Single (1:1) vs. double (1:2) metronomes for the spontaneous entrainment and stabilisation of human rhythmic movements
Rhythmic movements produced by humans become spontaneously entrained to auditory rhythms in the environment. Evidence suggests that synchronisation to external auditory rhythms can contribute to the stabilisation of movements in time and space, opening new perspectives for motor training and rehabilitation. Here we compared the effects of single (1:1) and double (1:2) metronomes (i.e., one or two stimulations per preferred movement cycle) on spontaneous movement entrainment and stabilisation. We examined the spontaneous entrainment of self-paced hand-held pendulum swinging when single or double metronomes were presented either at the participant’s preferred tempo or slightly slower or faster (± 10%). The results showed that participants’ movements spontaneously entrained to auditory rhythms, and that the strength of this entrainment was the same for single and double metronomes. However, double metronomes decreased movement tempo stability, whereas single metronomes increased movement tempo stability compared to a control condition without a stimulus. These effects preferentially occurred for metronomes presented at participants’ preferred movement tempi and especially for participants whose movements were intrinsically more variable. Participants’ movement amplitude stability was also modulated in such a way that the stability of participants who were intrinsically less stable increased, whereas the stability of intrinsically more stable participants decreased with auditory rhythms, an effect that was stronger with double than single metronomes. Moreover, movement stabilisation in time and space were positively correlated, suggesting that tempo and amplitude stabilisation depend on similar processes and may be complementary. These findings provide new insight into the processes underlying auditory-motor entrainment and how auditory rhythms can be used to improve movement stability in time and space.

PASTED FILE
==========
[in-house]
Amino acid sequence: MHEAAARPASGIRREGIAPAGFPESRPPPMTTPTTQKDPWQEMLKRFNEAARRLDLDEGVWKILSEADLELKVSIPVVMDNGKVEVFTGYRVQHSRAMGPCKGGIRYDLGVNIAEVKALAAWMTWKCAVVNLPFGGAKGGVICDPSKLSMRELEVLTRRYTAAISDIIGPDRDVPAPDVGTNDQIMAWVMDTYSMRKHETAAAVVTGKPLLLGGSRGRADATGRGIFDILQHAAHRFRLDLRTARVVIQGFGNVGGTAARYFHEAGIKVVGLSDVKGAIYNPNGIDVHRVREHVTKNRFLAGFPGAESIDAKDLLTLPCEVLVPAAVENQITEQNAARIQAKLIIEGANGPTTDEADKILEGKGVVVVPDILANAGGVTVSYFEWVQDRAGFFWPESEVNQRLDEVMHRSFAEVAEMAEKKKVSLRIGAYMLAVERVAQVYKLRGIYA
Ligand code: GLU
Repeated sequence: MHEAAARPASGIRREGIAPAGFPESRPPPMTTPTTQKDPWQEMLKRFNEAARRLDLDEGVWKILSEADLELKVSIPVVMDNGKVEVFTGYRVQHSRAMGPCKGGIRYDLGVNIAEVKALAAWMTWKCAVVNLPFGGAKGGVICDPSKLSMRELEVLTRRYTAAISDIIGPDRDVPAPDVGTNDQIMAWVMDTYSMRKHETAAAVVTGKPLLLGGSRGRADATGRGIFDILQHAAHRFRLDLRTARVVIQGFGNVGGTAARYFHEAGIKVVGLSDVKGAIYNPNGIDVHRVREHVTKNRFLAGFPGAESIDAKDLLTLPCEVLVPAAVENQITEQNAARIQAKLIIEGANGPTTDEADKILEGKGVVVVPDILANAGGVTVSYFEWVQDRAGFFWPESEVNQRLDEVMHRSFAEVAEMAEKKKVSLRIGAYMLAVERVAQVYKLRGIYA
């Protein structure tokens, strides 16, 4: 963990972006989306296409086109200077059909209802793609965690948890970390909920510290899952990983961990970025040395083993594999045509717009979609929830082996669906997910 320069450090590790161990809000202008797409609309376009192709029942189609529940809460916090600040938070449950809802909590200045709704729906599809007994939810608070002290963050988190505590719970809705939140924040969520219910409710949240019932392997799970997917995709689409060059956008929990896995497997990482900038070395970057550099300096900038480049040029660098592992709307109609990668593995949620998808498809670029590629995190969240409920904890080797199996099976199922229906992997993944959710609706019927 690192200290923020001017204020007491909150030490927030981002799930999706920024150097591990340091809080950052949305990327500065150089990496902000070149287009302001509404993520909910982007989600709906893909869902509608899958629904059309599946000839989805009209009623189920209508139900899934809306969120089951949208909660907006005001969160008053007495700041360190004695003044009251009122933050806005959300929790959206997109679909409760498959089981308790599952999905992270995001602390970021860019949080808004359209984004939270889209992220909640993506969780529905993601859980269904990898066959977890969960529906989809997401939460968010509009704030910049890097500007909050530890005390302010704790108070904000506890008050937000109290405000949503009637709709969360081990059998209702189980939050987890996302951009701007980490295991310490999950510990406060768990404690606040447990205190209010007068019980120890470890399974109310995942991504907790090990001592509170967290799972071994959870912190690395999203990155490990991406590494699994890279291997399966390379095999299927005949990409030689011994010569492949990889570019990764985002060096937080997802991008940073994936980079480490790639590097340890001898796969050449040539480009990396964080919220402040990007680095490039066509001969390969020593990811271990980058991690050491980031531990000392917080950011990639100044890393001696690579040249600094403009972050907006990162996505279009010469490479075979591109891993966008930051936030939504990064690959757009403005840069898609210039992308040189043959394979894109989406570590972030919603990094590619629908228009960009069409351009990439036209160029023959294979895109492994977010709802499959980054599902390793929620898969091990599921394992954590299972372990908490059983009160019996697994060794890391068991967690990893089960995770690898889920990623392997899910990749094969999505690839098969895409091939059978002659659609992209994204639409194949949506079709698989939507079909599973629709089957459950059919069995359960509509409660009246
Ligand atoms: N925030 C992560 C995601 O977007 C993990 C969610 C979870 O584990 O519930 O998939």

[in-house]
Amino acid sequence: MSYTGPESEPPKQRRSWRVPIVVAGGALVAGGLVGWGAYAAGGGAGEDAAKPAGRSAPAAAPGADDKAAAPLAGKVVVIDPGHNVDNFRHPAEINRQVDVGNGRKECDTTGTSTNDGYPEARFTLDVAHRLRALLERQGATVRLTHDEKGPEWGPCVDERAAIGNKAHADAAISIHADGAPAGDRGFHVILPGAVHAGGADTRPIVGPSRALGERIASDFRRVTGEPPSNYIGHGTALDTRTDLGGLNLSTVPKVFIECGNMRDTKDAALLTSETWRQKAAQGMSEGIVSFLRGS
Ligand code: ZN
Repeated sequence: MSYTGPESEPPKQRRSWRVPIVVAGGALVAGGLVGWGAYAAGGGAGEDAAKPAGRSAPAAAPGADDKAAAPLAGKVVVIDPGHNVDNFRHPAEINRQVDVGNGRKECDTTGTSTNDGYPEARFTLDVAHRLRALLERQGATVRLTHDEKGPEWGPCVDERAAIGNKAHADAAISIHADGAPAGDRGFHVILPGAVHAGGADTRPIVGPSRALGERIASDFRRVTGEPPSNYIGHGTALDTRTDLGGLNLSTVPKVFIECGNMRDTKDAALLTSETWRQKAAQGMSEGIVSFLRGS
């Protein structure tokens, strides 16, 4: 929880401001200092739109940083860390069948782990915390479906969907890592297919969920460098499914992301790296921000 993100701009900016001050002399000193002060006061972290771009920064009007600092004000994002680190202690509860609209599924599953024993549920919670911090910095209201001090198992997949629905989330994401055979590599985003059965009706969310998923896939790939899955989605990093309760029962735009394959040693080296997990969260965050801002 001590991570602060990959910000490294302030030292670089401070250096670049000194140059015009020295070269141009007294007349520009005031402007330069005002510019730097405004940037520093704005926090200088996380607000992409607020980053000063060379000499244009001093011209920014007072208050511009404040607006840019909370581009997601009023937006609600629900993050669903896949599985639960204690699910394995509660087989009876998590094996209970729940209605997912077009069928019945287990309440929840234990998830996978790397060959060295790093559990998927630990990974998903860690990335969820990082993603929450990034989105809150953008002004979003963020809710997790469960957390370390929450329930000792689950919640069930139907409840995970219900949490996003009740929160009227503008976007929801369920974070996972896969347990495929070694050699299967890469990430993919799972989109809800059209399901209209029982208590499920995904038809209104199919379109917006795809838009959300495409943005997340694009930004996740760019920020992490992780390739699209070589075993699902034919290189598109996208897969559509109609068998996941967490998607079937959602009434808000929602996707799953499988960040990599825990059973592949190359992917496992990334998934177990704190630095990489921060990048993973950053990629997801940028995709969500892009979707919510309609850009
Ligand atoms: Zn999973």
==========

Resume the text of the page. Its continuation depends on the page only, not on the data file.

KeywordsEntrainment Synchronisation Movement Variability Metronome
This work was supported by an Australian Research Council Discovery project (DP170104322) and an Australian Research Council Future Fellowship grant awarded to P.K. (FT140101162).
Compliance with ethical standards
Conflict of interest
The authors declare no conflict of interest.
- Batschelet E (1981) Circular statistics in biology, vol 371. Academic Press, LondonGoogle Scholar
- Beek PJ (1989) Juggling dynamics. Free University Press, OxfordGoogle Scholar
- Kelso JS (1997) Dynamic patterns: the self-organization of brain and behavior. MIT Press, CambridgeGoogle Scholar
- Kugler PN, Turvey MT (1987) Information, natural law, and the self-assembly of rhythmic movement. Routledge, AbingdonGoogle Scholar
- Large EW (2008) Resonating to musical rhythm: theory and experiment. In: Grondin S (ed) The psychology of time. Emerald, Cambridge, pp 189–231Google Scholar
- MacRitchie J, Varlet M, Keller PE (2017) Embodied expression through entrainment and co-representation in musical ensemble performance. Companion of embodied music. Routledge, New YorkGoogle Scholar
- Pikovsky A, Rosenblum M, Kurths J, Kurths J (2003) Synchronization: a universal concept in nonlinear sciences, vol 12. Cambridge University Press, CambridgeGoogle Scholar
- von Holst E (1973) Relative coordination as a phenomenon and as a method of analysis of central nervous system function. In: Martin R (ed) The collected papers of Erich von Holst: vol 1. The behavioral physiology of animal and man. University of Miami Press, Coral Gables, pp 33–135 (Original work published 1939)Google Scholar